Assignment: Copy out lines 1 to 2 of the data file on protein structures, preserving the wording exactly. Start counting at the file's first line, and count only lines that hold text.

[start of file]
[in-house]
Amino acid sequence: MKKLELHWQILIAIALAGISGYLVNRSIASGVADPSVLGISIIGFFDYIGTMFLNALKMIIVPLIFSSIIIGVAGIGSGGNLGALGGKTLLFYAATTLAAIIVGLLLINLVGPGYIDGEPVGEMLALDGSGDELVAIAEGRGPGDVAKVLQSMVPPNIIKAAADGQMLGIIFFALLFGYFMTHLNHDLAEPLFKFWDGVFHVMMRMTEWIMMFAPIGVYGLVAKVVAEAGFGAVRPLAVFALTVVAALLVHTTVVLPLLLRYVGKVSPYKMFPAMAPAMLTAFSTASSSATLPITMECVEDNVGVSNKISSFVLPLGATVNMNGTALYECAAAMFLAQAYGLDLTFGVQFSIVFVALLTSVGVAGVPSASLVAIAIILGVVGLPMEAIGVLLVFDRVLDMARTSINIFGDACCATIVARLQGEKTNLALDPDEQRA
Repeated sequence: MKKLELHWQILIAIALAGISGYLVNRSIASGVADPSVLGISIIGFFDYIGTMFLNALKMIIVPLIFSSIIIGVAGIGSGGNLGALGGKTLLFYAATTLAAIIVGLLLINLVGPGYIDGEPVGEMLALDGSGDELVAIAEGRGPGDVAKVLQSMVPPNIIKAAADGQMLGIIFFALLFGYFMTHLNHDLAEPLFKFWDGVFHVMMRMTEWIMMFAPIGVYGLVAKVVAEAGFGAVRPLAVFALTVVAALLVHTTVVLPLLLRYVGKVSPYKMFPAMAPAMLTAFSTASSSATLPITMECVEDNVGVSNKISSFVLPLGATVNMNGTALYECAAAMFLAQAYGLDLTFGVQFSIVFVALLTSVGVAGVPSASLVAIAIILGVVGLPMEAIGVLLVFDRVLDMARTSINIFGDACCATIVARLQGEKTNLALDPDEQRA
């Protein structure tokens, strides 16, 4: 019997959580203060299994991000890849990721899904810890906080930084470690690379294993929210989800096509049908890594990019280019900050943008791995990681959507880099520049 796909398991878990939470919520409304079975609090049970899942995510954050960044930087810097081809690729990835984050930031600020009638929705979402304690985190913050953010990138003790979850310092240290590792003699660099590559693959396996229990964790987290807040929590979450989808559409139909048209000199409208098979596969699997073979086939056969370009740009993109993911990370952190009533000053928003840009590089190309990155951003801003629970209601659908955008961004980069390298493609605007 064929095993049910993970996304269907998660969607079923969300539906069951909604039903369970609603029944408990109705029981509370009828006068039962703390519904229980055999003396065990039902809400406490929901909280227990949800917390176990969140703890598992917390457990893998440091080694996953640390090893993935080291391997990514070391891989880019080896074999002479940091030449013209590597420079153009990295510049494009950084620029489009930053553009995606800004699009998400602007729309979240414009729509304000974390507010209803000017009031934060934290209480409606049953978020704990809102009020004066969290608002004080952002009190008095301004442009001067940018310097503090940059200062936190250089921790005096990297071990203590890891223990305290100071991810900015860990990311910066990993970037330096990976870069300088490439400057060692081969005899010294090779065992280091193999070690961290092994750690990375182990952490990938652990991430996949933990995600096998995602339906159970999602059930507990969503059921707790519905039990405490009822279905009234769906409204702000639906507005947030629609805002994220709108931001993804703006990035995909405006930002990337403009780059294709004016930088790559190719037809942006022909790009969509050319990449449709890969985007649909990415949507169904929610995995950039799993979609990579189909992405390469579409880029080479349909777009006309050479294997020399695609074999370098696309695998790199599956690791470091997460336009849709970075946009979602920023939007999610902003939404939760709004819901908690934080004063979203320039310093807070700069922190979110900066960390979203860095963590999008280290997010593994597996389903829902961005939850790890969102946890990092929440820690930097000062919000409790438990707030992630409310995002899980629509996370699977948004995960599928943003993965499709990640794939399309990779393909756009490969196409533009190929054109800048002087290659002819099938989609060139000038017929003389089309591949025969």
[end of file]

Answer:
[in-house]
Amino acid sequence: MKKLELHWQILIAIALAGISGYLVNRSIASGVADPSVLGISIIGFFDYIGTMFLNALKMIIVPLIFSSIIIGVAGIGSGGNLGALGGKTLLFYAATTLAAIIVGLLLINLVGPGYIDGEPVGEMLALDGSGDELVAIAEGRGPGDVAKVLQSMVPPNIIKAAADGQMLGIIFFALLFGYFMTHLNHDLAEPLFKFWDGVFHVMMRMTEWIMMFAPIGVYGLVAKVVAEAGFGAVRPLAVFALTVVAALLVHTTVVLPLLLRYVGKVSPYKMFPAMAPAMLTAFSTASSSATLPITMECVEDNVGVSNKISSFVLPLGATVNMNGTALYECAAAMFLAQAYGLDLTFGVQFSIVFVALLTSVGVAGVPSASLVAIAIILGVVGLPMEAIGVLLVFDRVLDMARTSINIFGDACCATIVARLQGEKTNLALDPDEQRA